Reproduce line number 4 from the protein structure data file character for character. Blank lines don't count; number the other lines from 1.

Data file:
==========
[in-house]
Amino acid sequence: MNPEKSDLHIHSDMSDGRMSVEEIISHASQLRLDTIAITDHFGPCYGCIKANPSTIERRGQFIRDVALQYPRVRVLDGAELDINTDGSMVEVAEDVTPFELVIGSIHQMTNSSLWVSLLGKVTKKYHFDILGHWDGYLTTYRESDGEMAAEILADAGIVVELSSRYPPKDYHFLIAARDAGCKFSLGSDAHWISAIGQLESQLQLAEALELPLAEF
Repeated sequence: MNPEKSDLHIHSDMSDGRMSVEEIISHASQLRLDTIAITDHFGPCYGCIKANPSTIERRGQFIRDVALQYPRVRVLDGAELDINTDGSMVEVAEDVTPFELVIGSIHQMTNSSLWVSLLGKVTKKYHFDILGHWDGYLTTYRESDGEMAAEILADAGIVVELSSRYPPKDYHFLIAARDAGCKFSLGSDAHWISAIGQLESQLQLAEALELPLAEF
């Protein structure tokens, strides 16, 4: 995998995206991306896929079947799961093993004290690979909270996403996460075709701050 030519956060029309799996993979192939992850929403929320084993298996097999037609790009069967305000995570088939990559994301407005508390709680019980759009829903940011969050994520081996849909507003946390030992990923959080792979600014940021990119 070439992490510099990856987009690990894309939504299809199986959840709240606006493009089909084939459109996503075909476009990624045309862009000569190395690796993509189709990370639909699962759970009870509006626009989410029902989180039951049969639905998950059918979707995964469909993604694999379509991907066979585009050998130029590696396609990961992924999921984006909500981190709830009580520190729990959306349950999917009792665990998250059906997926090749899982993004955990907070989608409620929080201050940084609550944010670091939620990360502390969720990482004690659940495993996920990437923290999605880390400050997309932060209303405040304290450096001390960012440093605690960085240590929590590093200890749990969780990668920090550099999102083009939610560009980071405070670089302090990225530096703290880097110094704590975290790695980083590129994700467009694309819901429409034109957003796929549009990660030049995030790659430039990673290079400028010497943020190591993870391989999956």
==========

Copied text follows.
């Protein structure tokens, strides 16, 4: 995998995206991306896929079947799961093993004290690979909270996403996460075709701050 030519956060029309799996993979192939992850929403929320084993298996097999037609790009069967305000995570088939990559994301407005508390709680019980759009829903940011969050994520081996849909507003946390030992990923959080792979600014940021990119 070439992490510099990856987009690990894309939504299809199986959840709240606006493009089909084939459109996503075909476009990624045309862009000569190395690796993509189709990370639909699962759970009870509006626009989410029902989180039951049969639905998950059918979707995964469909993604694999379509991907066979585009050998130029590696396609990961992924999921984006909500981190709830009580520190729990959306349950999917009792665990998250059906997926090749899982993004955990907070989608409620929080201050940084609550944010670091939620990360502390969720990482004690659940495993996920990437923290999605880390400050997309932060209303405040304290450096001390960012440093605690960085240590929590590093200890749990969780990668920090550099999102083009939610560009980071405070670089302090990225530096703290880097110094704590975290790695980083590129994700467009694309819901429409034109957003796929549009990660030049995030790659430039990673290079400028010497943020190591993870391989999956």